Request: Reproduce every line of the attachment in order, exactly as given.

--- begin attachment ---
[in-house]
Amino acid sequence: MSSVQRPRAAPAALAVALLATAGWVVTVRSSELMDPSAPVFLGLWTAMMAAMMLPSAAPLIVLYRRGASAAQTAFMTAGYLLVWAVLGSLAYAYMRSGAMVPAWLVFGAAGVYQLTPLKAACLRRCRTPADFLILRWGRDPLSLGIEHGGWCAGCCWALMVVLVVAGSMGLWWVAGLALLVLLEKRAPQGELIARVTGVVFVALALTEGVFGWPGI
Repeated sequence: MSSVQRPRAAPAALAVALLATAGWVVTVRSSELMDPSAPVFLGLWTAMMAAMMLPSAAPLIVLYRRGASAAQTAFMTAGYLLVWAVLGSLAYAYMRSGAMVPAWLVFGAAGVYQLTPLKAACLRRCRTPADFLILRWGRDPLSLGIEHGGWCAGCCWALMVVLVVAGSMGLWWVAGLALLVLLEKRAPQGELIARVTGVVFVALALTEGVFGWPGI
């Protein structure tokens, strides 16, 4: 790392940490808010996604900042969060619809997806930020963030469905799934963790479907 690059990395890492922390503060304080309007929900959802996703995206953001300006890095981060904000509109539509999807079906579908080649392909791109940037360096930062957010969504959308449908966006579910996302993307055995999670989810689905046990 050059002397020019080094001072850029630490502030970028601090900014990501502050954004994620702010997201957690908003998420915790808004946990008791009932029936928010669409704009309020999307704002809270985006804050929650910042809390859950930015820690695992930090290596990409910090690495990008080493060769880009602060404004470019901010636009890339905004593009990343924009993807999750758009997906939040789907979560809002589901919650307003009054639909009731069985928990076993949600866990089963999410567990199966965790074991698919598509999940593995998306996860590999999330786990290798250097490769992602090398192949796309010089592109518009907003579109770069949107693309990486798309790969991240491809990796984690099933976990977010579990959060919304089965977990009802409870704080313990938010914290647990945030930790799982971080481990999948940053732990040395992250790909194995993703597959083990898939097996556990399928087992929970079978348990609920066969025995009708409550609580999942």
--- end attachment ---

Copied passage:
[in-house]
Amino acid sequence: MSSVQRPRAAPAALAVALLATAGWVVTVRSSELMDPSAPVFLGLWTAMMAAMMLPSAAPLIVLYRRGASAAQTAFMTAGYLLVWAVLGSLAYAYMRSGAMVPAWLVFGAAGVYQLTPLKAACLRRCRTPADFLILRWGRDPLSLGIEHGGWCAGCCWALMVVLVVAGSMGLWWVAGLALLVLLEKRAPQGELIARVTGVVFVALALTEGVFGWPGI
Repeated sequence: MSSVQRPRAAPAALAVALLATAGWVVTVRSSELMDPSAPVFLGLWTAMMAAMMLPSAAPLIVLYRRGASAAQTAFMTAGYLLVWAVLGSLAYAYMRSGAMVPAWLVFGAAGVYQLTPLKAACLRRCRTPADFLILRWGRDPLSLGIEHGGWCAGCCWALMVVLVVAGSMGLWWVAGLALLVLLEKRAPQGELIARVTGVVFVALALTEGVFGWPGI
């Protein structure tokens, strides 16, 4: 790392940490808010996604900042969060619809997806930020963030469905799934963790479907 690059990395890492922390503060304080309007929900959802996703995206953001300006890095981060904000509109539509999807079906579908080649392909791109940037360096930062957010969504959308449908966006579910996302993307055995999670989810689905046990 050059002397020019080094001072850029630490502030970028601090900014990501502050954004994620702010997201957690908003998420915790808004946990008791009932029936928010669409704009309020999307704002809270985006804050929650910042809390859950930015820690695992930090290596990409910090690495990008080493060769880009602060404004470019901010636009890339905004593009990343924009993807999750758009997906939040789907979560809002589901919650307003009054639909009731069985928990076993949600866990089963999410567990199966965790074991698919598509999940593995998306996860590999999330786990290798250097490769992602090398192949796309010089592109518009907003579109770069949107693309990486798309790969991240491809990796984690099933976990977010579990959060919304089965977990009802409870704080313990938010914290647990945030930790799982971080481990999948940053732990040395992250790909194995993703597959083990898939097996556990399928087992929970079978348990609920066969025995009708409550609580999942």